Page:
On 1 of August 1858 the Rhine-Main line from Mainz via Darmstadt to Aschaffenburg in Bavaria was opened. Initially the Rhine river was crossed by a train ferry east of the railway station Mainz Neuthor (today: Mainz Römisches Theater station) until a newly designed Rhine bridge was constructed by MAN-Werk Gustavsburg and given to traffic on 1 of December 1862. This line not only connected Mainz, second in importance after the grand-ducal capital, with Darmstadt. But it enabled also to run trains through from the Bavarian railways up the Rhine valley to Cologne and further on to Belgium.
Over the succeeding decades the following lines were added to the network and the HLB became the major provider of rail services within the two southern provinces of the grand-duchy (Rheinhessen and Starkenburg) as well as one of the largest privately owned railways of Germany.West Rhine Railway (Linksrheinische Bahn) – 1859 (Mainz-Bingen)
Frankfurt City Link Line (Städtische Verbindungsbahn Frankfurt) – 1862 (owned by the City of Frankfurt, rail services provided by HLB)
Frankfurt-Hanau Railway (Frankfurt-Hanauer Eisenbahn) - owned by the private Frankfurt-Hanau Railway Company, rail services were operated by the HLB from 1863. It purchased the line in 1872.
Main Railway Mainbahn – 1863 (Mainz-Frankfurt)
Worms–Bingen Stadt railway (Rheinhessenbahn) – 1864 to 1871
Darmstadt–Worms railway Riedbahn - from 1869 (Darmstadt [later: Frankfurt]-Rosengarten [right bank of Rhine river, opposite Worms])
Nibelungen Railway Nibelungenbahn – 1869 (Rosengarten-Bensheim)
Alzey–Mainz railway (1871)
Taunus Railway Taunus-Eisenbahn – 1871, sold in 1872 to the Prussian state railways
Wiesbachtalbahn - 1871-1895
Main-Lahn Railway Main-Lahn-Bahn – 1877 (Frankfurt-Limburg an der Lahn)
Ländches Railway (Ländchesbahn) (Wiesbaden-Niedernhausen) - 1879
Odenwald Railway (Odenwaldbahn) – 1882 (Darmstadt / Hanau-Eberbach)
In the early 1890s the HLB numbered its routes as follows:Line 1 : Frankfurt - Hanau - Eberbach
Line 2 : Darmstadt - Wiebelsbach-Heubach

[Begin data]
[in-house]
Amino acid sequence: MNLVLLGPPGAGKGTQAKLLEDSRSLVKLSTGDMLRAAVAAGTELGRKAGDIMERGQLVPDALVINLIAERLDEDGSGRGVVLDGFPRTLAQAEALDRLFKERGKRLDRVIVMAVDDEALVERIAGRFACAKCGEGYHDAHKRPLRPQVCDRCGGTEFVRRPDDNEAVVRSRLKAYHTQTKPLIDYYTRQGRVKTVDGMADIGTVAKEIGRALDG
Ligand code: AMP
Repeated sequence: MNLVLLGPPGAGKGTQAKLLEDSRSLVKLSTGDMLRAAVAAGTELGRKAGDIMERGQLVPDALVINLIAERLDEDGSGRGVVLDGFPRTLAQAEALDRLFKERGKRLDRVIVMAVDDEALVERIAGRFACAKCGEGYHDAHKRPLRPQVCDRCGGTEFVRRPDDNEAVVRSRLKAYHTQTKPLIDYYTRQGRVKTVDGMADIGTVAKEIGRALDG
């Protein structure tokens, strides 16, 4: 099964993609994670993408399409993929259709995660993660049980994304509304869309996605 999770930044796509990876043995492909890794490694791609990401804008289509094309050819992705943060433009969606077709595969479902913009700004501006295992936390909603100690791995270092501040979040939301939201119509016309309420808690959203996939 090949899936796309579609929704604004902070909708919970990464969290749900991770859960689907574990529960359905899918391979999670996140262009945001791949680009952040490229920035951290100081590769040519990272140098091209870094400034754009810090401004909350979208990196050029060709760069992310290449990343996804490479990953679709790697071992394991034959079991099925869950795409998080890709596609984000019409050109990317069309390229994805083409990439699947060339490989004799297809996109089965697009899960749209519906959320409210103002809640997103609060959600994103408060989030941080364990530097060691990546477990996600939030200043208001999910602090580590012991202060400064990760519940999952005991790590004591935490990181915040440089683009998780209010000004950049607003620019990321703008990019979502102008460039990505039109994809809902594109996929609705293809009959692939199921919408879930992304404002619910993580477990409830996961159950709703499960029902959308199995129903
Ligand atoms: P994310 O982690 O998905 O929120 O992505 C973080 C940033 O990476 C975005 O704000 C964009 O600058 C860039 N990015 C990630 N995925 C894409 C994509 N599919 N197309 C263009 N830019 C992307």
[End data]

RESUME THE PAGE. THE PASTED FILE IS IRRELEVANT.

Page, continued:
Line 3 : Mainz - Alzey
Line 4 : Armsheim - Wendelsheim
Line 5 : Bingen - Alzey - Worms
Line 6 : Mannheim - Worms über Lampertheim
Line 7 : Bingen - Mainz - Frankfurt
Line 8 : Mainz - Worms
Line 9 : Mainz - Darmstadt - Aschaffenburg
Line 10 : Frankfurt - Hanau - Aschaffenburg
Line 11 : Frankfurt - Limburg
Line 12 : Wiesbaden - Niedernhausen
Line 13 : Frankfurt - Mannheim
Line 14 : Darmstadt - Worms
Line 15 : Bensheim - Worms
On 1 April 1897 the HLB was nationalised and became part of the Prussian-Hessian Railway Operating and Financial Association. The abbreviation "HLB" was said by the local people to stand for Long live Bismarck.
The Hessian Ludwig Railway began operations with 6 steam locomotives from the Maschinenfabrik Esslingen; these sported (as was then common) illustrious names: Schenk (after Freiherr von Schenk, director of the Hessian Finance Ministry), Dalwigk (after Freiherr von Dalwigk, then Hesse's Ministerialdirektor and ex Territorialkommissär for Mainz - this engine hauled the first train on the Mainz - Oppenheim line), Gutenberg (after Johannes Gensfleisch called Johannes Gutenberg, the inventor of the printing press), Arnold Walpoden (after Arnold Walpoden, the initiator of the Rheinische Bund in 1254) as well as Mainz and Worms.
At the end of 1895, i.e. one year before the Hessian Ludwig Railway was nationalised, it had 216 locomotives.
In addition to 11 1st and 2nd class passenger coaches the HLB had 19 3rd class coaches and 36 luggage vans and goods wagons to begin with (there was no 4th class). In 1861 the HLB had 39 locomotives and in 1864 52.
At the end of 1895 the fleet comprised 544 coaches, 107 luggage vans, 1552 covered and 2240 open wagons.